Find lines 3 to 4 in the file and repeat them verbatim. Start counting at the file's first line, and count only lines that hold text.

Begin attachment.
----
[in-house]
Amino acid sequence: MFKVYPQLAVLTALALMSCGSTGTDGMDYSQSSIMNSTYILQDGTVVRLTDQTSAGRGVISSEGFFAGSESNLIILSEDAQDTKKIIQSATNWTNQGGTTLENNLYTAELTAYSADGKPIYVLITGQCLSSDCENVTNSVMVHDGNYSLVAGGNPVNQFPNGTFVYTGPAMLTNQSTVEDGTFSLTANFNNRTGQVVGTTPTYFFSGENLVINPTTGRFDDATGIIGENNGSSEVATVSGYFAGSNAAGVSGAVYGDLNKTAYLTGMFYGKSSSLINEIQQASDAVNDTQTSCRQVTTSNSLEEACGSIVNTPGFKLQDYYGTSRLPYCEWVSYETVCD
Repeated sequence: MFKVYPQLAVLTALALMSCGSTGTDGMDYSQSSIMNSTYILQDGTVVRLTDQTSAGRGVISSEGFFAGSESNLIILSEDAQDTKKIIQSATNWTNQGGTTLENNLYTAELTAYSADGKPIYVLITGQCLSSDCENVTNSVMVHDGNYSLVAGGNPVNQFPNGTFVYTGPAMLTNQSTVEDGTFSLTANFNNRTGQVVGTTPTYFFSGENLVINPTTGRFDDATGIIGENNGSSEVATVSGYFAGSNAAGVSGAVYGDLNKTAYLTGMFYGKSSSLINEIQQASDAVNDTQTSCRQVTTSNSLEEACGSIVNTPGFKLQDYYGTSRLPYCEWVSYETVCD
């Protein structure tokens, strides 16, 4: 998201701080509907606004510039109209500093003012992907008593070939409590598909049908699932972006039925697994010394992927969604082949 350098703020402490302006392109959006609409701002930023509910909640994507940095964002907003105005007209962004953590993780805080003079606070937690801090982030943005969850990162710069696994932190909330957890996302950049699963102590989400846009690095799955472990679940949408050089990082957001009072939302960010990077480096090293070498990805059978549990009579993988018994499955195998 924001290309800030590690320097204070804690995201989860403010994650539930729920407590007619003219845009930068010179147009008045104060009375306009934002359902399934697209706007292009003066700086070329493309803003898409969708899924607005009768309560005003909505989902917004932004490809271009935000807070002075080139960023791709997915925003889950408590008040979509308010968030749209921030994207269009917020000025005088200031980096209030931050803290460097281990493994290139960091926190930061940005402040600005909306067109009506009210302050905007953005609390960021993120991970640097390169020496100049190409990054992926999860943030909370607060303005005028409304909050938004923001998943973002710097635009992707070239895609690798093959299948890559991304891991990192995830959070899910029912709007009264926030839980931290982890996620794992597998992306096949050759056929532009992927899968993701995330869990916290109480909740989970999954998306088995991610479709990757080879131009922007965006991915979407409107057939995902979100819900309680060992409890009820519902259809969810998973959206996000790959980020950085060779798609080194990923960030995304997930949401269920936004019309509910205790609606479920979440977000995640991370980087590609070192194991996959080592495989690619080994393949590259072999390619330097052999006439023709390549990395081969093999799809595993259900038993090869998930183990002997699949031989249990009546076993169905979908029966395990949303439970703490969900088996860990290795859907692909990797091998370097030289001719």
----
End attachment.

Repeated sequence: MFKVYPQLAVLTALALMSCGSTGTDGMDYSQSSIMNSTYILQDGTVVRLTDQTSAGRGVISSEGFFAGSESNLIILSEDAQDTKKIIQSATNWTNQGGTTLENNLYTAELTAYSADGKPIYVLITGQCLSSDCENVTNSVMVHDGNYSLVAGGNPVNQFPNGTFVYTGPAMLTNQSTVEDGTFSLTANFNNRTGQVVGTTPTYFFSGENLVINPTTGRFDDATGIIGENNGSSEVATVSGYFAGSNAAGVSGAVYGDLNKTAYLTGMFYGKSSSLINEIQQASDAVNDTQTSCRQVTTSNSLEEACGSIVNTPGFKLQDYYGTSRLPYCEWVSYETVCD
């Protein structure tokens, strides 16, 4: 998201701080509907606004510039109209500093003012992907008593070939409590598909049908699932972006039925697994010394992927969604082949 350098703020402490302006392109959006609409701002930023509910909640994507940095964002907003105005007209962004953590993780805080003079606070937690801090982030943005969850990162710069696994932190909330957890996302950049699963102590989400846009690095799955472990679940949408050089990082957001009072939302960010990077480096090293070498990805059978549990009579993988018994499955195998 924001290309800030590690320097204070804690995201989860403010994650539930729920407590007619003219845009930068010179147009008045104060009375306009934002359902399934697209706007292009003066700086070329493309803003898409969708899924607005009768309560005003909505989902917004932004490809271009935000807070002075080139960023791709997915925003889950408590008040979509308010968030749209921030994207269009917020000025005088200031980096209030931050803290460097281990493994290139960091926190930061940005402040600005909306067109009506009210302050905007953005609390960021993120991970640097390169020496100049190409990054992926999860943030909370607060303005005028409304909050938004923001998943973002710097635009992707070239895609690798093959299948890559991304891991990192995830959070899910029912709007009264926030839980931290982890996620794992597998992306096949050759056929532009992927899968993701995330869990916290109480909740989970999954998306088995991610479709990757080879131009922007965006991915979407409107057939995902979100819900309680060992409890009820519902259809969810998973959206996000790959980020950085060779798609080194990923960030995304997930949401269920936004019309509910205790609606479920979440977000995640991370980087590609070192194991996959080592495989690619080994393949590259072999390619330097052999006439023709390549990395081969093999799809595993259900038993090869998930183990002997699949031989249990009546076993169905979908029966395990949303439970703490969900088996860990290795859907692909990797091998370097030289001719």